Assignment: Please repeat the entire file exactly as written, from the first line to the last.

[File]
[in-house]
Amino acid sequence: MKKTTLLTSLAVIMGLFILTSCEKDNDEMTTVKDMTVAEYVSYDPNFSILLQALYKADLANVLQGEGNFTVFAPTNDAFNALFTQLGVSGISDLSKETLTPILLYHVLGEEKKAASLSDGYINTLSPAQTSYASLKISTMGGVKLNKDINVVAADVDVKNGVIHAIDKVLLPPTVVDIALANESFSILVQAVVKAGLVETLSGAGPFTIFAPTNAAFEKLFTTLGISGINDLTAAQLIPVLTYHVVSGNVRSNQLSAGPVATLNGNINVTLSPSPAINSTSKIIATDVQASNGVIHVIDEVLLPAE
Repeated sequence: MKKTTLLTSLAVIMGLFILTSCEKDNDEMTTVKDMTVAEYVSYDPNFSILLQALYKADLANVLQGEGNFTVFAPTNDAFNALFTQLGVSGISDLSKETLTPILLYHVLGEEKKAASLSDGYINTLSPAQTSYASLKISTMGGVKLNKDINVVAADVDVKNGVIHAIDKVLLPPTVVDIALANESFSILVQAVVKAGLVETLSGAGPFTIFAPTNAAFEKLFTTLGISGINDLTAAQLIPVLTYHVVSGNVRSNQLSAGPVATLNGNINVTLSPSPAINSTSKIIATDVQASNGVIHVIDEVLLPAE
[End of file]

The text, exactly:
[in-house]
Amino acid sequence: MKKTTLLTSLAVIMGLFILTSCEKDNDEMTTVKDMTVAEYVSYDPNFSILLQALYKADLANVLQGEGNFTVFAPTNDAFNALFTQLGVSGISDLSKETLTPILLYHVLGEEKKAASLSDGYINTLSPAQTSYASLKISTMGGVKLNKDINVVAADVDVKNGVIHAIDKVLLPPTVVDIALANESFSILVQAVVKAGLVETLSGAGPFTIFAPTNAAFEKLFTTLGISGINDLTAAQLIPVLTYHVVSGNVRSNQLSAGPVATLNGNINVTLSPSPAINSTSKIIATDVQASNGVIHVIDEVLLPAE
Repeated sequence: MKKTTLLTSLAVIMGLFILTSCEKDNDEMTTVKDMTVAEYVSYDPNFSILLQALYKADLANVLQGEGNFTVFAPTNDAFNALFTQLGVSGISDLSKETLTPILLYHVLGEEKKAASLSDGYINTLSPAQTSYASLKISTMGGVKLNKDINVVAADVDVKNGVIHAIDKVLLPPTVVDIALANESFSILVQAVVKAGLVETLSGAGPFTIFAPTNAAFEKLFTTLGISGINDLTAAQLIPVLTYHVVSGNVRSNQLSAGPVATLNGNINVTLSPSPAINSTSKIIATDVQASNGVIHVIDEVLLPAE